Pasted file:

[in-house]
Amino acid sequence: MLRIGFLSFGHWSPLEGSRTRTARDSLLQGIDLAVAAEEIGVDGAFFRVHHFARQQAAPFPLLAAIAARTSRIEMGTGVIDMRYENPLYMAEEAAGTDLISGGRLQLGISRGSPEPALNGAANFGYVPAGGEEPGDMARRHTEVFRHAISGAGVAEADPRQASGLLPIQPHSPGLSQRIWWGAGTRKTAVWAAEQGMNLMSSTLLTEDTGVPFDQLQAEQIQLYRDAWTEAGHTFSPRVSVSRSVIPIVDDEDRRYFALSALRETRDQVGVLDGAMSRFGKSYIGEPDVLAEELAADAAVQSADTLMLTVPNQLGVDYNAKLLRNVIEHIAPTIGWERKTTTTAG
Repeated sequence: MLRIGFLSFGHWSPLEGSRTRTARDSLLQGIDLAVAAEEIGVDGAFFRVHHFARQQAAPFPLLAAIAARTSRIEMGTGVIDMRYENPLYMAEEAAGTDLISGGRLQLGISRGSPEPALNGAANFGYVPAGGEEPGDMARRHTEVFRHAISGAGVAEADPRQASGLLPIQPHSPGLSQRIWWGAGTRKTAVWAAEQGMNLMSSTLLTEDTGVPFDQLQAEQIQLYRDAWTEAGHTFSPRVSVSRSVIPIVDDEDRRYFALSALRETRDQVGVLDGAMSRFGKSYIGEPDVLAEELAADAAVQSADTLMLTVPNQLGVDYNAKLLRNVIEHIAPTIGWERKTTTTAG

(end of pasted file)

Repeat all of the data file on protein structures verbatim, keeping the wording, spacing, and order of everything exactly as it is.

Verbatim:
[in-house]
Amino acid sequence: MLRIGFLSFGHWSPLEGSRTRTARDSLLQGIDLAVAAEEIGVDGAFFRVHHFARQQAAPFPLLAAIAARTSRIEMGTGVIDMRYENPLYMAEEAAGTDLISGGRLQLGISRGSPEPALNGAANFGYVPAGGEEPGDMARRHTEVFRHAISGAGVAEADPRQASGLLPIQPHSPGLSQRIWWGAGTRKTAVWAAEQGMNLMSSTLLTEDTGVPFDQLQAEQIQLYRDAWTEAGHTFSPRVSVSRSVIPIVDDEDRRYFALSALRETRDQVGVLDGAMSRFGKSYIGEPDVLAEELAADAAVQSADTLMLTVPNQLGVDYNAKLLRNVIEHIAPTIGWERKTTTTAG
Repeated sequence: MLRIGFLSFGHWSPLEGSRTRTARDSLLQGIDLAVAAEEIGVDGAFFRVHHFARQQAAPFPLLAAIAARTSRIEMGTGVIDMRYENPLYMAEEAAGTDLISGGRLQLGISRGSPEPALNGAANFGYVPAGGEEPGDMARRHTEVFRHAISGAGVAEADPRQASGLLPIQPHSPGLSQRIWWGAGTRKTAVWAAEQGMNLMSSTLLTEDTGVPFDQLQAEQIQLYRDAWTEAGHTFSPRVSVSRSVIPIVDDEDRRYFALSALRETRDQVGVLDGAMSRFGKSYIGEPDVLAEELAADAAVQSADTLMLTVPNQLGVDYNAKLLRNVIEHIAPTIGWERKTTTTAG